I caught sight of an article in the NZ Historic Places Trust latest newsletter today:
“There has always been a very high awareness and appreciation of the earliest formal diplomatic and trade connection between the United States and New Zealand by American officials, and we really value that ongoing relationship,” says the Visitor Host of Clendon House, Lindsay Charman.
“We were delighted that Ambassador Huebner was able to take time out of his busy schedule to visit Clendon House and experience first hand some of the history of the relationship between the United States and Colonial New Zealand.”
James Reddy Clendon is an important early figure in New Zealand history. His story is inextricably linked with that of the emergence of New Zealand as a nation state as well as our relationship with the US.
Actually, I wouldn't have thought James Reddy Clendon was a very good example to have of the early diplomatic relationship between the United States and the New Zealand colonial outpost of the British Empire back in those days. Earlier, I posted the following about Clendon:
Captain Clendon was the first diplomatic representative the United States here. Indeed, he was the second foreign representative of any nation here, after James Busby (for the British Empire). On 12 October 1838, the U.S. State Department appointed him as the United States consul at the Bay of Islands. Two years earlier, ten American shipmasters had petitioned their government to provide a representative in order that something could be done about the disorderliness of that country’s whaling crews. Bearing in mind that New Zealand wasn’t a country as such back then, the choice of a resident British merchant who had dealings with both the whalers and local Maori probably wasn’t thought to be a silly one at the time. It did prove somewhat embarrassing later when, in 1840, Clendon was apparently not only involved to some (still debatable) extent with the preparing of the Treaty of Waitangi, he was a signed witness to the document which established British rule in New Zealand, thus potentially acting against the wishes of the nation paying his salary and providing him with the flag flown over his place of business. To Washington, after all, Britain was a trading rival when it came to the whaling and sealing industries, and then there was the matter of trade with China and around the Pacific Rim to consider. A British New Zealand government would also soon impose regulations on foreign shipping – that of the United States included. To add salt to the wound, Clendon went on, still as a U.S. Consul, to accept office as a Justice of the Peace from the new colonial government, and served as a member of the first Legislative Council under Hobson.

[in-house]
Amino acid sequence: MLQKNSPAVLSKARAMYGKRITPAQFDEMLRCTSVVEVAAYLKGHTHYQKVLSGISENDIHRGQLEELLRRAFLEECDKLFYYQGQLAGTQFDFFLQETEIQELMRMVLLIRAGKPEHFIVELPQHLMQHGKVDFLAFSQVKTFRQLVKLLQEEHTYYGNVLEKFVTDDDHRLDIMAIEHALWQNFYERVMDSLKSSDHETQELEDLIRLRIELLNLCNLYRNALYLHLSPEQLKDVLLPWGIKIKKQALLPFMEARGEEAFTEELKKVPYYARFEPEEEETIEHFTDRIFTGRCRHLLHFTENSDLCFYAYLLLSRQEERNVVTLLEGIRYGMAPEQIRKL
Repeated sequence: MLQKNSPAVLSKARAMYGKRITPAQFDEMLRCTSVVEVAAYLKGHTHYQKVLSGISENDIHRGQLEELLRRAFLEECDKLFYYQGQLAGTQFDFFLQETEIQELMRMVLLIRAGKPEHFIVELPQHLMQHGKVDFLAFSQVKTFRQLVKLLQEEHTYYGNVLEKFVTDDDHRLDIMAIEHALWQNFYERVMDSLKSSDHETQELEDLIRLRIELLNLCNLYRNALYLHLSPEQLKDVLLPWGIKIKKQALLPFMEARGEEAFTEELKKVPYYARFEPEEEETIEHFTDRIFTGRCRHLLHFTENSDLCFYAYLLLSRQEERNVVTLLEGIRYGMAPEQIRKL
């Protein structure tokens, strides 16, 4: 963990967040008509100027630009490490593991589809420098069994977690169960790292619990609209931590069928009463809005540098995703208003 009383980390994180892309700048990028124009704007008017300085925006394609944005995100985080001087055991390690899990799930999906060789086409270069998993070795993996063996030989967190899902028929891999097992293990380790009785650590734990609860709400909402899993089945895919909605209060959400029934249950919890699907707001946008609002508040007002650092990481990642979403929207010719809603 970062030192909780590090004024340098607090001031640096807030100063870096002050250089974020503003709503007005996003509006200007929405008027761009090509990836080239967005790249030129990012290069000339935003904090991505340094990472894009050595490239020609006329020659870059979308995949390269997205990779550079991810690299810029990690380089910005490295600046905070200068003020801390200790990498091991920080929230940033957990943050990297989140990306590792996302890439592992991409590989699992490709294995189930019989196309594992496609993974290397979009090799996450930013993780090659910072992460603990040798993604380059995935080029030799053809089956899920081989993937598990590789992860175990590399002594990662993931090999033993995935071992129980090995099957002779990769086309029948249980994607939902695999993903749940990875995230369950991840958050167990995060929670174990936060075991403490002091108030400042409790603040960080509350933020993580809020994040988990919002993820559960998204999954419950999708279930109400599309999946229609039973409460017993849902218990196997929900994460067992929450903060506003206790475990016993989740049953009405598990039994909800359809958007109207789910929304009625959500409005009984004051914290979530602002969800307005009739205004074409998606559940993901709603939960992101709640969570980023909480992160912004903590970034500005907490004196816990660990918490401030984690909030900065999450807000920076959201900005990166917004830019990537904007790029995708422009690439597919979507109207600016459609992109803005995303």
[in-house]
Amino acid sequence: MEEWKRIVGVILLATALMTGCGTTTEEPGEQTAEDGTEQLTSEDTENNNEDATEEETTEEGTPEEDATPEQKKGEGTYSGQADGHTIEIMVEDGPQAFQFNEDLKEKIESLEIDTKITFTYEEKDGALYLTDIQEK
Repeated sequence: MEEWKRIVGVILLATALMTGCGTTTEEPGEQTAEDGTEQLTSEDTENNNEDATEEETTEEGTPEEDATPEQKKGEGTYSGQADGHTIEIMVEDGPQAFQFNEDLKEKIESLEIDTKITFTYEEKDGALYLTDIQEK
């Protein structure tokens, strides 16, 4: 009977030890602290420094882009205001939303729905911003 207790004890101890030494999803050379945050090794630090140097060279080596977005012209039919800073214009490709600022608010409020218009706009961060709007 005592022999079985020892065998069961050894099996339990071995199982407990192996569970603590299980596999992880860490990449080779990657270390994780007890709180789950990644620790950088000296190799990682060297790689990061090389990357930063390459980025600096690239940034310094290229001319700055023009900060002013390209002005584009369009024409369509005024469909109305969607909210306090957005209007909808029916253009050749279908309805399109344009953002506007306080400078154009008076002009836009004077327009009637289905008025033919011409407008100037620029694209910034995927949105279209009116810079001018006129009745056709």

Washington found out a year after the Treaty was signed exactly what Clendon had been up to, and on 20 April 1841 the Acting Secretary of State Fletcher Webster reprimanded Clendon and directed him to resign his commission forthwith (I imagine via a memo which began to make its long journey back down towards New Zealand. It crossed with a final despatch dated six days before that from Clendon saying that he was resigning.)
Seeds of doubt and some mistrust as to national and international agendas remained between New Zealand's authorities and the US, through to the 1860s and the coincidence of the American Civil War with our own Land Wars. The Orpheus was down this way more as a bit of sabre-rattling should the Union side in the Civil War think of starting something down here, when Britain supported the Southerners.
Clendon was involved in some dodgy trade deals involving the US, years before the Treaty -- the Cloudy Bay Oil saga a case in point.
Still, the ambassador was smiling for this photo from the Northern News (16 March), although that report was less committal than the one from NZHPT:
Well done, Mr Huebner. Very diplomatically put.United States ambassador to New Zealand David Huebner was the third ambassador to visit Clendon House in Rawene when he dropped in for afternoon tea on March 9.Mr Huebner, partner Dr Duane McWaine and two embassy staff spent about 90 minutes at the Historic Places Trust property during a low-key tour of Northland.They were greeted by a welcoming party that included Clendon House manager Lindsay Charman, kaumatua Bob Tito and Waimate Mission House manager Mita Harris.Mr Huebner listened attentively while Mr Charman told Clendon's story ...He had also done his homework on James Clendon who witnessed the signing of the Declaration of Independence in 1835 and the Treaty of Waitangi in 1840. Pictures hung in the house prompted a wry comparison between British colonials and Americans who traded with New Zealand but didn't try to claim it as part of their realm. "The Queen is everywhere. She must have maintained some favour."